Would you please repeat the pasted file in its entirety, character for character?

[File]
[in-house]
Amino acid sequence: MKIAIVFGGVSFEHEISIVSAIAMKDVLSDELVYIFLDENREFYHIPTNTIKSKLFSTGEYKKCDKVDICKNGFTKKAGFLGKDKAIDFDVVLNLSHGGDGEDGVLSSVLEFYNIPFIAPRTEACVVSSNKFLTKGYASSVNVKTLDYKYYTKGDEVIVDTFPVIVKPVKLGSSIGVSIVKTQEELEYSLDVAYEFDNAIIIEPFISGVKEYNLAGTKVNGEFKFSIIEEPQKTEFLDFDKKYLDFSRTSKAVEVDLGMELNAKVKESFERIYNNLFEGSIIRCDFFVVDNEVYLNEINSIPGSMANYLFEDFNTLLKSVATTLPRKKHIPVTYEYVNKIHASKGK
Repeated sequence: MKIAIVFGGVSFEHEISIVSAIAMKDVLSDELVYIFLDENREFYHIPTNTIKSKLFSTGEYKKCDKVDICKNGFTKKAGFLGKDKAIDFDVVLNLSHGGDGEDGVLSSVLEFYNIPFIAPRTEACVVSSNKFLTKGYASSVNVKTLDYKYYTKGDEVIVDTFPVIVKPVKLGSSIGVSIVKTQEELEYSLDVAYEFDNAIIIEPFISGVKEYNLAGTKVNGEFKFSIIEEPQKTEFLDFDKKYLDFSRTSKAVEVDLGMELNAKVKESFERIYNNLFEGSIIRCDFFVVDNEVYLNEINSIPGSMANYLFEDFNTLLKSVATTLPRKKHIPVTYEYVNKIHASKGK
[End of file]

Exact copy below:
[in-house]
Amino acid sequence: MKIAIVFGGVSFEHEISIVSAIAMKDVLSDELVYIFLDENREFYHIPTNTIKSKLFSTGEYKKCDKVDICKNGFTKKAGFLGKDKAIDFDVVLNLSHGGDGEDGVLSSVLEFYNIPFIAPRTEACVVSSNKFLTKGYASSVNVKTLDYKYYTKGDEVIVDTFPVIVKPVKLGSSIGVSIVKTQEELEYSLDVAYEFDNAIIIEPFISGVKEYNLAGTKVNGEFKFSIIEEPQKTEFLDFDKKYLDFSRTSKAVEVDLGMELNAKVKESFERIYNNLFEGSIIRCDFFVVDNEVYLNEINSIPGSMANYLFEDFNTLLKSVATTLPRKKHIPVTYEYVNKIHASKGK
Repeated sequence: MKIAIVFGGVSFEHEISIVSAIAMKDVLSDELVYIFLDENREFYHIPTNTIKSKLFSTGEYKKCDKVDICKNGFTKKAGFLGKDKAIDFDVVLNLSHGGDGEDGVLSSVLEFYNIPFIAPRTEACVVSSNKFLTKGYASSVNVKTLDYKYYTKGDEVIVDTFPVIVKPVKLGSSIGVSIVKTQEELEYSLDVAYEFDNAIIIEPFISGVKEYNLAGTKVNGEFKFSIIEEPQKTEFLDFDKKYLDFSRTSKAVEVDLGMELNAKVKESFERIYNNLFEGSIIRCDFFVVDNEVYLNEINSIPGSMANYLFEDFNTLLKSVATTLPRKKHIPVTYEYVNKIHASKGK